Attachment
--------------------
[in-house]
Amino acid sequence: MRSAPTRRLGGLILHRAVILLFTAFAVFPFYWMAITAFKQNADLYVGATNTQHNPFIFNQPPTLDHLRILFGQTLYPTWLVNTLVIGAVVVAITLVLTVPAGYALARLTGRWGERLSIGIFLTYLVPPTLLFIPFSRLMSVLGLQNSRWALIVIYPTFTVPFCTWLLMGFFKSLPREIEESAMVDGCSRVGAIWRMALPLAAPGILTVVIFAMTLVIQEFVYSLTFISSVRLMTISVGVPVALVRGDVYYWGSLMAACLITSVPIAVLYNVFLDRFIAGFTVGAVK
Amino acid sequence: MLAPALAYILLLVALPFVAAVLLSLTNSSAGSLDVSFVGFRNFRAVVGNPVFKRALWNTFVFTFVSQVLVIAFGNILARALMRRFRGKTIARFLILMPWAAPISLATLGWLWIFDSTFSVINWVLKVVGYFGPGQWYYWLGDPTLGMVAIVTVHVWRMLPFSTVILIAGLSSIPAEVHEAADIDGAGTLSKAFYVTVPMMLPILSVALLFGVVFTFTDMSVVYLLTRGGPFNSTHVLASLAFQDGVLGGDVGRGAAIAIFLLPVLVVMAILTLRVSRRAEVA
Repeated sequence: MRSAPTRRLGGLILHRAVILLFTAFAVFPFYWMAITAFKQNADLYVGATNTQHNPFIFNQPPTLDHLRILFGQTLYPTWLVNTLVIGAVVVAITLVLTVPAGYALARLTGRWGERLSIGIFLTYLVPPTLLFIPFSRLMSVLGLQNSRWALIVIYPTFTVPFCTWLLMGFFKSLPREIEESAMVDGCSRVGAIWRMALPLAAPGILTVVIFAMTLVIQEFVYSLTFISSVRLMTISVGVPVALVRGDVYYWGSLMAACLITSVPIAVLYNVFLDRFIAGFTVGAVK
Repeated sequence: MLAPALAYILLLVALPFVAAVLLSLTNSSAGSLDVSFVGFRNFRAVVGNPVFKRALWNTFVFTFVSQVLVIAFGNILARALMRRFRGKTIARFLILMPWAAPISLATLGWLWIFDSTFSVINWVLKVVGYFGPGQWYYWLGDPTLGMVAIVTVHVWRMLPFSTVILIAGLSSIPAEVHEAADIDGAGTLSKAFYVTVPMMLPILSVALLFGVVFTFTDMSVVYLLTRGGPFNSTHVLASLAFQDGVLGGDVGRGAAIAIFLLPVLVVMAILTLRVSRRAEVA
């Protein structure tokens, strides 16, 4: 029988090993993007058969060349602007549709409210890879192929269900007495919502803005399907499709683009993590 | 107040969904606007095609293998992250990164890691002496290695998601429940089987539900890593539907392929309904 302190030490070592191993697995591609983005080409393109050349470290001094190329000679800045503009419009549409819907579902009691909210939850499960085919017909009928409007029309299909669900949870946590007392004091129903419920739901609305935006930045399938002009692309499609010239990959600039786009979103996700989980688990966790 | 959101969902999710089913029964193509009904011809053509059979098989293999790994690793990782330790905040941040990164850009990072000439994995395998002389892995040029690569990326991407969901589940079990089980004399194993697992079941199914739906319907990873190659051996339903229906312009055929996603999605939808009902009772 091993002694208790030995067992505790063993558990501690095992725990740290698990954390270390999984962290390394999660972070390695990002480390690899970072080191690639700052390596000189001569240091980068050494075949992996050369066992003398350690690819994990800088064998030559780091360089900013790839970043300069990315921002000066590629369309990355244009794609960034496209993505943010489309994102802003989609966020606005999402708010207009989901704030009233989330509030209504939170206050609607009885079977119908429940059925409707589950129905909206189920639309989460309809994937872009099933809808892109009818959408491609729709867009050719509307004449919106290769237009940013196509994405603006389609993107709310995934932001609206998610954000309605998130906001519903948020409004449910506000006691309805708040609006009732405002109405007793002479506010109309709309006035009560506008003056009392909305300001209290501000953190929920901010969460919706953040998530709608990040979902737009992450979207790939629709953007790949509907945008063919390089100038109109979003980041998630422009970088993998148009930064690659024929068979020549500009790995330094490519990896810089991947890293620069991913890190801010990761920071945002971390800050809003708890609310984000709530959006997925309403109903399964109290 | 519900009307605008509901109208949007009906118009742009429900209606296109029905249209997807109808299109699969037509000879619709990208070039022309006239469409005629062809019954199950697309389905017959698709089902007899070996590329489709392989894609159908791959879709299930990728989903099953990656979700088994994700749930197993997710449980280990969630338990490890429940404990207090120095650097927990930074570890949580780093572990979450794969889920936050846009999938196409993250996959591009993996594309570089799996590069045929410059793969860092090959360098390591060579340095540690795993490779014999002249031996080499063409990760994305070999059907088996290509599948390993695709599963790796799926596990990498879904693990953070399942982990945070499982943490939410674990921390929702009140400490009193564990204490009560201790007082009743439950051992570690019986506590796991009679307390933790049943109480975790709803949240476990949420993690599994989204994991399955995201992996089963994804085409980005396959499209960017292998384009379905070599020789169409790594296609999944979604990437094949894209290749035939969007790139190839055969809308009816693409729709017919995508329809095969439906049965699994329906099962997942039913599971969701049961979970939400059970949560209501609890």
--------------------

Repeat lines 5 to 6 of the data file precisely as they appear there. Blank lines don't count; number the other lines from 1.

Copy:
Repeated sequence: MLAPALAYILLLVALPFVAAVLLSLTNSSAGSLDVSFVGFRNFRAVVGNPVFKRALWNTFVFTFVSQVLVIAFGNILARALMRRFRGKTIARFLILMPWAAPISLATLGWLWIFDSTFSVINWVLKVVGYFGPGQWYYWLGDPTLGMVAIVTVHVWRMLPFSTVILIAGLSSIPAEVHEAADIDGAGTLSKAFYVTVPMMLPILSVALLFGVVFTFTDMSVVYLLTRGGPFNSTHVLASLAFQDGVLGGDVGRGAAIAIFLLPVLVVMAILTLRVSRRAEVA
């Protein structure tokens, strides 16, 4: 029988090993993007058969060349602007549709409210890879192929269900007495919502803005399907499709683009993590 | 107040969904606007095609293998992250990164890691002496290695998601429940089987539900890593539907392929309904 302190030490070592191993697995591609983005080409393109050349470290001094190329000679800045503009419009549409819907579902009691909210939850499960085919017909009928409007029309299909669900949870946590007392004091129903419920739901609305935006930045399938002009692309499609010239990959600039786009979103996700989980688990966790 | 959101969902999710089913029964193509009904011809053509059979098989293999790994690793990782330790905040941040990164850009990072000439994995395998002389892995040029690569990326991407969901589940079990089980004399194993697992079941199914739906319907990873190659051996339903229906312009055929996603999605939808009902009772 091993002694208790030995067992505790063993558990501690095992725990740290698990954390270390999984962290390394999660972070390695990002480390690899970072080191690639700052390596000189001569240091980068050494075949992996050369066992003398350690690819994990800088064998030559780091360089900013790839970043300069990315921002000066590629369309990355244009794609960034496209993505943010489309994102802003989609966020606005999402708010207009989901704030009233989330509030209504939170206050609607009885079977119908429940059925409707589950129905909206189920639309989460309809994937872009099933809808892109009818959408491609729709867009050719509307004449919106290769237009940013196509994405603006389609993107709310995934932001609206998610954000309605998130906001519903948020409004449910506000006691309805708040609006009732405002109405007793002479506010109309709309006035009560506008003056009392909305300001209290501000953190929920901010969460919706953040998530709608990040979902737009992450979207790939629709953007790949509907945008063919390089100038109109979003980041998630422009970088993998148009930064690659024929068979020549500009790995330094490519990896810089991947890293620069991913890190801010990761920071945002971390800050809003708890609310984000709530959006997925309403109903399964109290 | 519900009307605008509901109208949007009906118009742009429900209606296109029905249209997807109808299109699969037509000879619709990208070039022309006239469409005629062809019954199950697309389905017959698709089902007899070996590329489709392989894609159908791959879709299930990728989903099953990656979700088994994700749930197993997710449980280990969630338990490890429940404990207090120095650097927990930074570890949580780093572990979450794969889920936050846009999938196409993250996959591009993996594309570089799996590069045929410059793969860092090959360098390591060579340095540690795993490779014999002249031996080499063409990760994305070999059907088996290509599948390993695709599963790796799926596990990498879904693990953070399942982990945070499982943490939410674990921390929702009140400490009193564990204490009560201790007082009743439950051992570690019986506590796991009679307390933790049943109480975790709803949240476990949420993690599994989204994991399955995201992996089963994804085409980005396959499209960017292998384009379905070599020789169409790594296609999944979604990437094949894209290749035939969007790139190839055969809308009816693409729709017919995508329809095969439906049965699994329906099962997942039913599971969701049961979970939400059970949560209501609890």